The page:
pages = {65--72},
  publisher = {IEEE},
  year = {2018},
  abstract = {VeriTracer automatically instruments a code and
                 traces the accuracy of floating-point variables over
                 time. VeriTracer enriches the visual traces with contextual
                 information such as the call site path in which
                 a value was modified. Contextual information is important
                 to understand how the floating-point errors
                 propagate in complex codes. VeriTracer is implemented
                 as an LLVM compiler tool on top of Verificarlo.
                 We demonstrate how VeriTracer can detect accuracy
                 loss and quantify the impact of using a compensated
                 algorithm on ABINIT, an industrial HPC application
                 for Ab Initio quantum computation.},
  pdf = {arith2018veritracer.pdf},
  documenturl = {arith2018slides.pdf}
  author = {Christophe Denis and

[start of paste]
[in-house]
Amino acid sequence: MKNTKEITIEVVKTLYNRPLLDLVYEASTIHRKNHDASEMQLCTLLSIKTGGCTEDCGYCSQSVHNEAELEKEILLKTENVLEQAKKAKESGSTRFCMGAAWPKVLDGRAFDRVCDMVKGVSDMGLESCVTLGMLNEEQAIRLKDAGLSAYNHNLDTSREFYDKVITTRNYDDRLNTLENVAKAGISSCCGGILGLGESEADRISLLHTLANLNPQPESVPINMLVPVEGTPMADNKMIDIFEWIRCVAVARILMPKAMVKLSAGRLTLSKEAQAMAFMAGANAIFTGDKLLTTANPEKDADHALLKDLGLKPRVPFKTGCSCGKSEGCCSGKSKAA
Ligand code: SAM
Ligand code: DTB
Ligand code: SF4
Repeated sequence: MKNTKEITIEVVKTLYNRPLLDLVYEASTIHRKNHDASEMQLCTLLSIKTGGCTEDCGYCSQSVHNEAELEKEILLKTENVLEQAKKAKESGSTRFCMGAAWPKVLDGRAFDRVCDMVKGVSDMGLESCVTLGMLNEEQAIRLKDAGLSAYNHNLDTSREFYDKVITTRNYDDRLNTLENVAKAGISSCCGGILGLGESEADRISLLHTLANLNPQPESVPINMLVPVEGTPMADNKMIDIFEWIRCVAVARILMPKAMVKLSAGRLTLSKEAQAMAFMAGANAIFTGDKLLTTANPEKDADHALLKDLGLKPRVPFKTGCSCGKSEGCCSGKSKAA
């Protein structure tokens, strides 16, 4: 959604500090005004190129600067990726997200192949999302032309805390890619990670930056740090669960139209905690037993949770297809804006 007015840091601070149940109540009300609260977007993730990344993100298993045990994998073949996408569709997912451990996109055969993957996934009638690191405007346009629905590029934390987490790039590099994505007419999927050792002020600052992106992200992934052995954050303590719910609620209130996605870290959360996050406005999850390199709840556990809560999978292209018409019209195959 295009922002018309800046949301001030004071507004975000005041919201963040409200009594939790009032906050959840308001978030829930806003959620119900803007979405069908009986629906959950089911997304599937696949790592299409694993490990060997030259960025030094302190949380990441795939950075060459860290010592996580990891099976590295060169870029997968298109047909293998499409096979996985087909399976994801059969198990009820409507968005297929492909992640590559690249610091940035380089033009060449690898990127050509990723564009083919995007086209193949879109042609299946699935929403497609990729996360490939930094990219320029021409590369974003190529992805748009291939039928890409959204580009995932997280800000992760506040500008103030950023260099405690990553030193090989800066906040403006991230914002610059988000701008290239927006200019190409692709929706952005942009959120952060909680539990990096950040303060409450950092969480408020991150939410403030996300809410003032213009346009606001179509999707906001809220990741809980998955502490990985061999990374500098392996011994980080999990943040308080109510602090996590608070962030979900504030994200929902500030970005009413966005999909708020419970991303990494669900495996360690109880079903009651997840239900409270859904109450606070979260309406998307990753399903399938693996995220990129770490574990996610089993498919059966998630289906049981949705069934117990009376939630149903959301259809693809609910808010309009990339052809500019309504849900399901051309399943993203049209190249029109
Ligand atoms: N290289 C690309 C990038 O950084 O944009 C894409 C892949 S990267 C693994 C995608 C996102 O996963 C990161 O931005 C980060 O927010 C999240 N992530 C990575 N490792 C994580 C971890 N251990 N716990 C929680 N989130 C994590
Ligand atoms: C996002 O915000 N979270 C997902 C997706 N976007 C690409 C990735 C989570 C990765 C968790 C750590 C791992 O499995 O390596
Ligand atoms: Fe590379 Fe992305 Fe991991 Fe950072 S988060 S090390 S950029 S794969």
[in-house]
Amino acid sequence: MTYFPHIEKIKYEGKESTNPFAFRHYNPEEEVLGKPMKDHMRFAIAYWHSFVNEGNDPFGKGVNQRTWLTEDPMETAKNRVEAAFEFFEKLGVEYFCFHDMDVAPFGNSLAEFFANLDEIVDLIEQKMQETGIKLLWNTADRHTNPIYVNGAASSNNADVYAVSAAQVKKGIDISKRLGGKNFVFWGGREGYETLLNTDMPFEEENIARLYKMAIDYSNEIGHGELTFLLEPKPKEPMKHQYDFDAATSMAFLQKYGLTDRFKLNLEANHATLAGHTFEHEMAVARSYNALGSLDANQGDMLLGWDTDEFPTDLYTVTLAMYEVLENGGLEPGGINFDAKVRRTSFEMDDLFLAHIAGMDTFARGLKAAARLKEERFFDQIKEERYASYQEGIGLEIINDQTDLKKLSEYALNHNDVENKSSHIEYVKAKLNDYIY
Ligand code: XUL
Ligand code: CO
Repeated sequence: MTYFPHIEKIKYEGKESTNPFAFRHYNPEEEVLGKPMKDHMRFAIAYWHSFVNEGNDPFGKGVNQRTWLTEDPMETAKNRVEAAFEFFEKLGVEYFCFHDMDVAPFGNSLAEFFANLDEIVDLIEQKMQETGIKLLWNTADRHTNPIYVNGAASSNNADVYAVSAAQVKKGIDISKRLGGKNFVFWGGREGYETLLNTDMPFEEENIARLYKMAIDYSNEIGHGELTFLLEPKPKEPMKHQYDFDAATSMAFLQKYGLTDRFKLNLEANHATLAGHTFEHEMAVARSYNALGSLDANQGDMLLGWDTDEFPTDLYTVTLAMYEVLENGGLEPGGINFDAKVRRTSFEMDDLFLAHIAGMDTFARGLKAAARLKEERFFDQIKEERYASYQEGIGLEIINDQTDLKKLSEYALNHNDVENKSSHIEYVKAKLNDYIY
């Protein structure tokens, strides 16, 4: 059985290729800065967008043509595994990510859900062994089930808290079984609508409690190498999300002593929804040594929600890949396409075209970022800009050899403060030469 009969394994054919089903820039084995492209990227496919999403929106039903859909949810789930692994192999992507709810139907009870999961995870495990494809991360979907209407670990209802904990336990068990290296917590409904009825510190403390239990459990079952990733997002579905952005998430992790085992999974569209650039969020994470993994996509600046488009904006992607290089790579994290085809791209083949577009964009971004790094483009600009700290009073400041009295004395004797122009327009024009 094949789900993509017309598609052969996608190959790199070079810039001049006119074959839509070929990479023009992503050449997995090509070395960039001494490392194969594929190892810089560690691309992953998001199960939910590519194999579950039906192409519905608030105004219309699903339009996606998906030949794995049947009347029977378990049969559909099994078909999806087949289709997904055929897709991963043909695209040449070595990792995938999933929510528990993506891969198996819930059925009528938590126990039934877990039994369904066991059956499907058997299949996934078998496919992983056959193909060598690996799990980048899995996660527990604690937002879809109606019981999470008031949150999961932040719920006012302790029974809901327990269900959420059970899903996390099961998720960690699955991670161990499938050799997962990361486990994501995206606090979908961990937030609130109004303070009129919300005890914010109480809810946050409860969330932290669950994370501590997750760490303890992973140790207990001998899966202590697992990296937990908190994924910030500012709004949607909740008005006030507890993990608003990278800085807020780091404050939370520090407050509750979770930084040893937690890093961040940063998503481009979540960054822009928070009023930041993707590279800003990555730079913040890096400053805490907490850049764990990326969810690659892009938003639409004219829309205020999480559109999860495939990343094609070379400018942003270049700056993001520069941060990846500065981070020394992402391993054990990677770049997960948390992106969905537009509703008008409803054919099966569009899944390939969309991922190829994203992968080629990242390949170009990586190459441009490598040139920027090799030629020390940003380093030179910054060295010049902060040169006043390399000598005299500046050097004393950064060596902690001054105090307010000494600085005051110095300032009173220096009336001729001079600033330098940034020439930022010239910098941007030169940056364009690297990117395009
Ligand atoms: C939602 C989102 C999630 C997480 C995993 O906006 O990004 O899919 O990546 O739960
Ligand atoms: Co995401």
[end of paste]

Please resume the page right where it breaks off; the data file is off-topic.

Pablo de Oliveira Castro and
               Eric Petit},
  title = {Verificarlo: Checking Floating Point Accuracy through Monte Carlo
  booktitle = {23nd {IEEE} Symposium on Computer Arithmetic, {ARITH} 2016, Silicon
               Valley, CA, USA, July 10-13, 2016},
  pages = {55--62},
  year = {2016},
  url = {},
  doi = {10.1109/ARITH.2016.31},
  abstract = {Numerical accuracy of floating point computation is a well studied topic which has not made its way to the end-user in scientific computing. Yet, it has become a critical issue with the recent requirements for code modernization to harness new highly parallel hardware and perform higher resolution computation. To democratize numerical accuracy analysis, it is important to propose tools and methodologies to study large use cases in a reliable and automatic way. In this paper, we propose verificarlo, an extension to the LLVM compiler to automatically use Monte Carlo Arithmetic in a transparent way for the end-user. It supports all the major languages including C, C++, and Fortran. Unlike source-to-source approaches, our implementation captures the influence of compiler optimizations on the numerical accuracy. We illustrate how Monte Carlo Arithmetic using the verificarlo tool outperforms the existing approaches on various use cases and is a step toward automatic numerical analysis.},
  pdf = {}